'Flag Boy' Cody Alicea shows off his 'hall pass' to the floor of the House of Representatives. Photo by Craig Roberts

'Flag Boy' tours Washington

Cody Alicea, who has come to be known as "Flag Boy," is wrapping up his tour of the nation's capital by witnessing history - the convening of the 112th Congress and swearing-in of his congressman. The American Legion has been by the Denair, Calif., teen's side since he made national news after an employee at his middle school ordered him to remove a U.S. flag from his bicycle during the week of Veterans Day. The school had banned national flags after tensions arose between flag-waving Cinco De Mayo celebrants and spectators bearing the Stars and Stripes. Cody was asked to remove the flag, it was explained, "for his own safety."

This did not sit well with Alicea or his household members, whose family has a long history of military service. Word got out, and soon, flag defenders - including a motorcycle-escorting cadre of Legion Riders - were swarming to Alicea's side and to his defense. The school administration's action was a hot topic on the blogosphere as well as in print and broadcast media nationwide. The school quickly retracted its edict and issued an apology.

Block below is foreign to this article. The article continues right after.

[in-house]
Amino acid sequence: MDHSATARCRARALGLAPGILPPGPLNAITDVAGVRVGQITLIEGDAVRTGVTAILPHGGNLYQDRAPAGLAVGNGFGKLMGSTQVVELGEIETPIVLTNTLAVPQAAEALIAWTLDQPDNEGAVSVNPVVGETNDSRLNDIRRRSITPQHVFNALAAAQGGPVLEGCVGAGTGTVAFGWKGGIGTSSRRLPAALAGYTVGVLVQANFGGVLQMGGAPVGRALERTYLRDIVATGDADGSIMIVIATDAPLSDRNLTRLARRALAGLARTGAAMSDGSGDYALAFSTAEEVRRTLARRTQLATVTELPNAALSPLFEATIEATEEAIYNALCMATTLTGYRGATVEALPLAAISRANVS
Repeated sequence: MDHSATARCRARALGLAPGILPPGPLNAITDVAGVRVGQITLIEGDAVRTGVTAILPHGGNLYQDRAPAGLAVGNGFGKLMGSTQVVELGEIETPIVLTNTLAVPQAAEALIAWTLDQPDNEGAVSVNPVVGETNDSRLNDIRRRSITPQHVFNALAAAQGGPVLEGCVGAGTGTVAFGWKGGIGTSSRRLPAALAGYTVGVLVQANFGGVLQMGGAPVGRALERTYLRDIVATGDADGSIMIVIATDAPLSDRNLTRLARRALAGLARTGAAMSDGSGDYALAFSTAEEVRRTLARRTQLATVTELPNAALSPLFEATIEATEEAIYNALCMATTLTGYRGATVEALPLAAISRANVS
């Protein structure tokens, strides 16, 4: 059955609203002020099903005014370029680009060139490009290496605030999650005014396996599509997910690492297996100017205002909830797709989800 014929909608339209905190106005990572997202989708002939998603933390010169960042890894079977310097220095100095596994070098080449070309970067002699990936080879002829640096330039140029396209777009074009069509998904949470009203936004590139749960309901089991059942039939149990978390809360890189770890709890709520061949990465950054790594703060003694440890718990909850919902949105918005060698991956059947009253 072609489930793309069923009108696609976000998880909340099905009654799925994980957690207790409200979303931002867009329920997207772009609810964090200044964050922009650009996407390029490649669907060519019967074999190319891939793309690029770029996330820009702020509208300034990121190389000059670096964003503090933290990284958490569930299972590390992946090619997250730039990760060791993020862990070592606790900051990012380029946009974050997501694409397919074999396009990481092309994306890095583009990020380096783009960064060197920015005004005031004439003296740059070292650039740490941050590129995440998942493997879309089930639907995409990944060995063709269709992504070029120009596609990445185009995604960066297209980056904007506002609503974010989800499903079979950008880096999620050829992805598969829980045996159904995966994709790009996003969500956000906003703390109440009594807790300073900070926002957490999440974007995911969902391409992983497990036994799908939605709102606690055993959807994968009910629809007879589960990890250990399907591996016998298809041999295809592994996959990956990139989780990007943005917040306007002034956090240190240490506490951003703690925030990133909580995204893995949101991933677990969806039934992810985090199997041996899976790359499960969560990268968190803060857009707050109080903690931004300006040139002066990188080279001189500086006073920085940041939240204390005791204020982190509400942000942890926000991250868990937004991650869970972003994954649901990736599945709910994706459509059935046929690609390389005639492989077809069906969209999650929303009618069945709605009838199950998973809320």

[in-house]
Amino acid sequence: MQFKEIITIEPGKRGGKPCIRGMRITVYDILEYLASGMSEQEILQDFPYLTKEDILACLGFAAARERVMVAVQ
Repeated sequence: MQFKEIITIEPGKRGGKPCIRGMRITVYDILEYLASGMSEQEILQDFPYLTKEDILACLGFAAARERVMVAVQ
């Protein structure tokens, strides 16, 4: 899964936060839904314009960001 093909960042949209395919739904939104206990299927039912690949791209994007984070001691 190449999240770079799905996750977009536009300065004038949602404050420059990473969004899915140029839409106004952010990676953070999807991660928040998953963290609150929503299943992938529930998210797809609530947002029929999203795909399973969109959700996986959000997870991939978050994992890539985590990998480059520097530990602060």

Rep. Jeff Denham - a wealthy businessman, former state senator, Air Force veteran and newly elected congressman from California - joined the Alicea-inspired patriotic campaign and invited the teen to accompany him to Washington for his swearing-in ceremonies to the House.

Cody, who turned 14 on New Year's Day, and his grandfather arrived Jan. 3. With the assistance of Legion Legislative Division staffer Jeff Steele, they spent the bulk of Tuesday touring Washington. Alicea described the capital as "awesome."

"We've been reading about Washington and Congress and stuff at school," he said, while awaiting an escort to the House of Representatives to see the anointment of Denham, "but it's really cool to see it in person."

Perhaps surprising for a 14-year-old, Cody said the most "awesome" of the sights he saw - with the possible exception of the Air & Space Museum - were the rows of honored fallen at Arlington National Cemetery. "He's a patriot, that boy," said an overhearing Congressional staffer.